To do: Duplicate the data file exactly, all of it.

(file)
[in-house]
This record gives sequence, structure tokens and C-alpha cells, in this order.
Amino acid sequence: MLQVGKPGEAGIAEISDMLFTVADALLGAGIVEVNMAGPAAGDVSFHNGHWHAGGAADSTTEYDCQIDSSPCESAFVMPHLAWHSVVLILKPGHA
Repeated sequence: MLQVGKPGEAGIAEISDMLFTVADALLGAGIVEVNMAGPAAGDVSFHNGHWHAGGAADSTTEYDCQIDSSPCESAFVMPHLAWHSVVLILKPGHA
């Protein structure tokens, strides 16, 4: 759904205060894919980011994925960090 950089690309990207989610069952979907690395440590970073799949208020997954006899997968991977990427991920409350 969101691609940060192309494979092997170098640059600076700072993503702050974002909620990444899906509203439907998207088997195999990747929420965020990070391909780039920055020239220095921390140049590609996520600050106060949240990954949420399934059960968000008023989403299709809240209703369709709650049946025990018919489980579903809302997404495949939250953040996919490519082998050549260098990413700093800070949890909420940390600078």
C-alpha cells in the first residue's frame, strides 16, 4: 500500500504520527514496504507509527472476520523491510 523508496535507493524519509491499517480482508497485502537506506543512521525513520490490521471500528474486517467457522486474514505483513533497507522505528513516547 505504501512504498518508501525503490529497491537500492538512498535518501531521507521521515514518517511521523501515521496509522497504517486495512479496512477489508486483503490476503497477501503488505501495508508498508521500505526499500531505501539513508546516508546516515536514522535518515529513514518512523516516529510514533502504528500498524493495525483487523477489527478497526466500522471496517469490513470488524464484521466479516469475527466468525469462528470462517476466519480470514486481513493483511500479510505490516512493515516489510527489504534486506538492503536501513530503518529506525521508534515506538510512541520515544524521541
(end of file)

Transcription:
[in-house]
This record gives sequence, structure tokens and C-alpha cells, in this order.
Amino acid sequence: MLQVGKPGEAGIAEISDMLFTVADALLGAGIVEVNMAGPAAGDVSFHNGHWHAGGAADSTTEYDCQIDSSPCESAFVMPHLAWHSVVLILKPGHA
Repeated sequence: MLQVGKPGEAGIAEISDMLFTVADALLGAGIVEVNMAGPAAGDVSFHNGHWHAGGAADSTTEYDCQIDSSPCESAFVMPHLAWHSVVLILKPGHA
């Protein structure tokens, strides 16, 4: 759904205060894919980011994925960090 950089690309990207989610069952979907690395440590970073799949208020997954006899997968991977990427991920409350 969101691609940060192309494979092997170098640059600076700072993503702050974002909620990444899906509203439907998207088997195999990747929420965020990070391909780039920055020239220095921390140049590609996520600050106060949240990954949420399934059960968000008023989403299709809240209703369709709650049946025990018919489980579903809302997404495949939250953040996919490519082998050549260098990413700093800070949890909420940390600078």
C-alpha cells in the first residue's frame, strides 16, 4: 500500500504520527514496504507509527472476520523491510 523508496535507493524519509491499517480482508497485502537506506543512521525513520490490521471500528474486517467457522486474514505483513533497507522505528513516547 505504501512504498518508501525503490529497491537500492538512498535518501531521507521521515514518517511521523501515521496509522497504517486495512479496512477489508486483503490476503497477501503488505501495508508498508521500505526499500531505501539513508546516508546516515536514522535518515529513514518512523516516529510514533502504528500498524493495525483487523477489527478497526466500522471496517469490513470488524464484521466479516469475527466468525469462528470462517476466519480470514486481513493483511500479510505490516512493515516489510527489504534486506538492503536501513530503518529506525521508534515506538510512541520515544524521541